Eurostat reported moments ago that European CPI came in flat in March, as expected, and up a fraction from a modest -0.1% print last month, driven entirely by an ongoing 5.8% drop in energy prices, while food, services and goods all posted modest increases in the past month.
To some this was another indication that the deflation in the Eurozone is ending. Of course, if that is the case, it is risk negative and EUR positive because in addition to yesterday's first positive loan creation print in 3 years, the ECB's QE may not even need to last until September of 2016 before European inflation comes back with a bang.
On the other hand, looking at the other Eurostat release today, showing that European unemployment remained flat at 11.3%, despite expectations of a modest decline to 11.2%, with Italy's 13% print leading the rise in unemployment up from 12.7%, and far worse than the 12.6% expected, and suddenly the end to Draghi's QE does not look that imminent. This follows the March unemployment print which not only missed consensus but was worse than the highest estimate.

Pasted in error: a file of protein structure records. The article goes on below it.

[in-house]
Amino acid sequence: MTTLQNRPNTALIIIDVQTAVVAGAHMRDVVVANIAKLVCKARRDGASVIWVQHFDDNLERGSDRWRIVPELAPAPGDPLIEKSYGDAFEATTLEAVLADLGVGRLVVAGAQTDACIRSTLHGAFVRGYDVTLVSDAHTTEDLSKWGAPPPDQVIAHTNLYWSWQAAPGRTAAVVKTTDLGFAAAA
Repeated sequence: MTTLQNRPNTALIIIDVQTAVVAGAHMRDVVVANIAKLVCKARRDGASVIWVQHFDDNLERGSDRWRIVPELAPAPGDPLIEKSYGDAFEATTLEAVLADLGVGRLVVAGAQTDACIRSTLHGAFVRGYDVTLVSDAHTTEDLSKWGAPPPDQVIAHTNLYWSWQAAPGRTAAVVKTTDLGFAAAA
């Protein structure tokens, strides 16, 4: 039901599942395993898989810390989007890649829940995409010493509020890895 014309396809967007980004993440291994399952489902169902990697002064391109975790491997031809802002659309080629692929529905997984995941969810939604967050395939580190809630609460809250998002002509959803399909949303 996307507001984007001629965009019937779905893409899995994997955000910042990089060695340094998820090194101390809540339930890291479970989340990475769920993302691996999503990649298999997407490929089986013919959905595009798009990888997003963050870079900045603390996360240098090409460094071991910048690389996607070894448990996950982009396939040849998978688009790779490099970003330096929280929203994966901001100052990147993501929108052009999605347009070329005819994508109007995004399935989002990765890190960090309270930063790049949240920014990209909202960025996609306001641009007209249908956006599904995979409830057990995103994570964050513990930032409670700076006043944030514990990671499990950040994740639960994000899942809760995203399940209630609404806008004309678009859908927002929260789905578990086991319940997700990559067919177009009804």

European unemployment broken down by country:
But the scariest data, once again, is revealed in the table of European youth unemployment. Here we see that both Spain and Greece now share the same youth unemployment figure of 50.1%, while Italy has reversed its recent improving trend, and is now at 43.1% and rising.
For anyone asking why Europe's politicians are terrified at the anti "austerity" wave that is just over the horizon, the table above should have all the answers.